Thursday, August 13, 2015

The Biggest Package


It is always interesting and revealing to observe human behavior and some behavior seems to be true to form more often than not. In the past years, we have always held a Christmas gift exchange at out house with at least ten of our family. Each year, we all buy gifts wrapped in Christmas paper. When everyone is sitting around a circle, all the gifts are piled in the middle of the floor.

People choose a number from a bowl that tells him or her when they can take their turn to choose any gift. The person with the number one can choose any gift and thereafter, each person takes his or her turn. Before they choose a gift, they have the option of taking the gift from the former person. At the end when all numbers have taken or chosen a gift, the person-holding number one can then take a gift away from any other person.

What is always interesting is watching each person as they choose a gift. What happens next usually happens more often than not. The biggest gift always gets chosen first. It is never the smallest gift, nor is it the fanciest gift-wrapping. What does this tell us about most human behavior?

Is the biggest always the best or worth the most? Is it that we think that something small is not worth as much or cannot live up to our expectations?

Human beings, in fact, come in all sorts of packaging and sizes where some are bigger, some smaller; some dressed eloquently, some dressed poorly. Behind every human trapping though lie unforeseen characteristics, talents, desires, hurts and pains and dreams.


"Stop thinking in terms of limitations and start thinking in terms of possibilities."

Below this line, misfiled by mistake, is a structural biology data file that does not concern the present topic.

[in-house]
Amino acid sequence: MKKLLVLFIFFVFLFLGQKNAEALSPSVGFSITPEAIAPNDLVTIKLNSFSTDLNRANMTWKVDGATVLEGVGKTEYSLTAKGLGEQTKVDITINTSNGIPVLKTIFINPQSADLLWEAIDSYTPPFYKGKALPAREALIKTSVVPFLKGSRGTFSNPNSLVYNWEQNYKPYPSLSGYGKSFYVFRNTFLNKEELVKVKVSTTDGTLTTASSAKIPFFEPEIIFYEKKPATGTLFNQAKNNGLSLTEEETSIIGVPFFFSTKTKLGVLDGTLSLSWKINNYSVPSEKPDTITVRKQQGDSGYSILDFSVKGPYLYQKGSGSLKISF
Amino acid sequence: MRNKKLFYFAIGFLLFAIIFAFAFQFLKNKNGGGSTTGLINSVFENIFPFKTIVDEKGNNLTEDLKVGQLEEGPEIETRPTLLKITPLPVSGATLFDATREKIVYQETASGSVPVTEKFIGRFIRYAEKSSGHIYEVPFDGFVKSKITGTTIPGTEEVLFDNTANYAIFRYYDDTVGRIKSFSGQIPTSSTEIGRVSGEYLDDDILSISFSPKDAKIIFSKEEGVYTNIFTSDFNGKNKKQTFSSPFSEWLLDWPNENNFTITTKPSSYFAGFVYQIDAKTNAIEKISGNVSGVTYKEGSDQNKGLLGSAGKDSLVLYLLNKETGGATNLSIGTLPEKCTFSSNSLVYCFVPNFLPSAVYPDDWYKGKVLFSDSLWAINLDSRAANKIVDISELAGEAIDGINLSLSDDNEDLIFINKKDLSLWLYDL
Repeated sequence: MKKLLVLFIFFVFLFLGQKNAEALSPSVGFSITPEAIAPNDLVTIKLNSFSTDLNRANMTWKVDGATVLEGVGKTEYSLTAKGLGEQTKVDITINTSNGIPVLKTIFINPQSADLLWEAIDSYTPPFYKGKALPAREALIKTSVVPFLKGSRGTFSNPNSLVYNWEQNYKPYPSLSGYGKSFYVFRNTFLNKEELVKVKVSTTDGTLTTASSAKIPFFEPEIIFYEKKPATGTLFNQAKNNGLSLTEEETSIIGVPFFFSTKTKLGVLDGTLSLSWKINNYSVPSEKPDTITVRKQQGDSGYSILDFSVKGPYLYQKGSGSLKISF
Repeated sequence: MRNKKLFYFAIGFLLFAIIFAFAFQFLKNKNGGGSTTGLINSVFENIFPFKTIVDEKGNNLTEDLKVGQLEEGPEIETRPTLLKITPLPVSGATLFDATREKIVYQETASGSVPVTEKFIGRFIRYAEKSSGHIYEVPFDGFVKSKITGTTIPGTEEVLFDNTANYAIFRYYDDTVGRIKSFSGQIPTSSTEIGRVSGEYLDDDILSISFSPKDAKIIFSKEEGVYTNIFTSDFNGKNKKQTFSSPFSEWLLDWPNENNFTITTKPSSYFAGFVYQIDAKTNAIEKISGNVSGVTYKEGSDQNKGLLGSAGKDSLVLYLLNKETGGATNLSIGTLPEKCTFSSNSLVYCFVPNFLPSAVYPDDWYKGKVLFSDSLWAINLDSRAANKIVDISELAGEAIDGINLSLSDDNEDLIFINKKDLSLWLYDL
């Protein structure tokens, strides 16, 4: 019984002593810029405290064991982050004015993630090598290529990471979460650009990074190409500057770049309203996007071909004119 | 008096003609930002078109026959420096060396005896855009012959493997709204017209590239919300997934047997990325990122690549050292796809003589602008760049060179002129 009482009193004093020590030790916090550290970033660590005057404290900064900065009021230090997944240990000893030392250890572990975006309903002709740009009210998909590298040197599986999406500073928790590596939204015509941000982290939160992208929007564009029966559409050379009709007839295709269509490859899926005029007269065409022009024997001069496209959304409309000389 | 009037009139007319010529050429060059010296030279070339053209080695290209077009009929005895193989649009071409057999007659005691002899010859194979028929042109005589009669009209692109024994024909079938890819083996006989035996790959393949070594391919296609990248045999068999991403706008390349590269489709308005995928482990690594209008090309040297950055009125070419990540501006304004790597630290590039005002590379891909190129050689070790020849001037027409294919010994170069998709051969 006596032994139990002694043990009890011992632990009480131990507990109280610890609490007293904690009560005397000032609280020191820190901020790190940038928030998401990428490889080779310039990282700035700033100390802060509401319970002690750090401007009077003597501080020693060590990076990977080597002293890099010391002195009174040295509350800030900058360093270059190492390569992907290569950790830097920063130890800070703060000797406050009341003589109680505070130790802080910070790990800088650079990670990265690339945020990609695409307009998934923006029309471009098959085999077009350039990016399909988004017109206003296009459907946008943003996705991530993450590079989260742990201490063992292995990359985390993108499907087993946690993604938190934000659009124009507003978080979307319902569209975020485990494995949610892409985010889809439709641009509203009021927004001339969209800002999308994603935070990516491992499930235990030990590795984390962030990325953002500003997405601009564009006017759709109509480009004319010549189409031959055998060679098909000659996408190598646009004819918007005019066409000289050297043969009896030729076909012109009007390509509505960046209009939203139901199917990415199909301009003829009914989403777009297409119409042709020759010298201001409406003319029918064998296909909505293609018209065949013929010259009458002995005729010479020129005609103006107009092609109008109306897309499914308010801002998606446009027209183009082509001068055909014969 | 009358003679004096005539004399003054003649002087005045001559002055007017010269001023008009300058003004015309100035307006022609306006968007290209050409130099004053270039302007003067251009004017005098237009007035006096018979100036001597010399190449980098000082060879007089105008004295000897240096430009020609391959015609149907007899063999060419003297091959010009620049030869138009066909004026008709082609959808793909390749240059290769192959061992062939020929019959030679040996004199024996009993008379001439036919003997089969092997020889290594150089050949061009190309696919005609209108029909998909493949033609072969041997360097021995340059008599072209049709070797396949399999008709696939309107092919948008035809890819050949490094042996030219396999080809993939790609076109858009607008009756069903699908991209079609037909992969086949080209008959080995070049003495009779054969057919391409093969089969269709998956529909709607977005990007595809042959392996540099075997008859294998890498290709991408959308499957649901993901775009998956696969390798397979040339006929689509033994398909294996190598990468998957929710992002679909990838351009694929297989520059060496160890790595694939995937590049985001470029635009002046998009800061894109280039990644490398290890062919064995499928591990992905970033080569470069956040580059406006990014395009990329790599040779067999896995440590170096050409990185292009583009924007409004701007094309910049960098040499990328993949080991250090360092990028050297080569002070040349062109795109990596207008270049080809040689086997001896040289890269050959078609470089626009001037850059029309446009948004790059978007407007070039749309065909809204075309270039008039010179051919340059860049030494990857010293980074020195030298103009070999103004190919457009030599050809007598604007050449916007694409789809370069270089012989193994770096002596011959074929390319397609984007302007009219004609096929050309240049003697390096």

Terry Josephson


Some of what we so often do is to under evaluate the potential of people who do not fit within our preconceived definition of what is normal or what we view as matching our expectations. It is similar to evaluating the choice of a gift where are previous experiences, desires, or wants far exceeding our current capacity to see beyond what is visually obvious.

The preconceptions that have formed our view of life can be limiting to the point where we are guilty of prejudging everyone we should happen to meet whether in a work situation or in our own personal lives.

The real challenge for all of us is to expand our own capacities to see beyond what our previous prejudices allow us to see. This means that we need to open our minds to the fullness of each person; their opinions, their attributes; their potential. There is much to learn from each person we meet through life. There is also the opportunity to learn, to give, to share, to help, to inform. After all, we grow as people the more we destroy our current narrow views, and give ourselves permission to be challenged, to be wrong, to be humble, to accept that differences are neither bad nor good.


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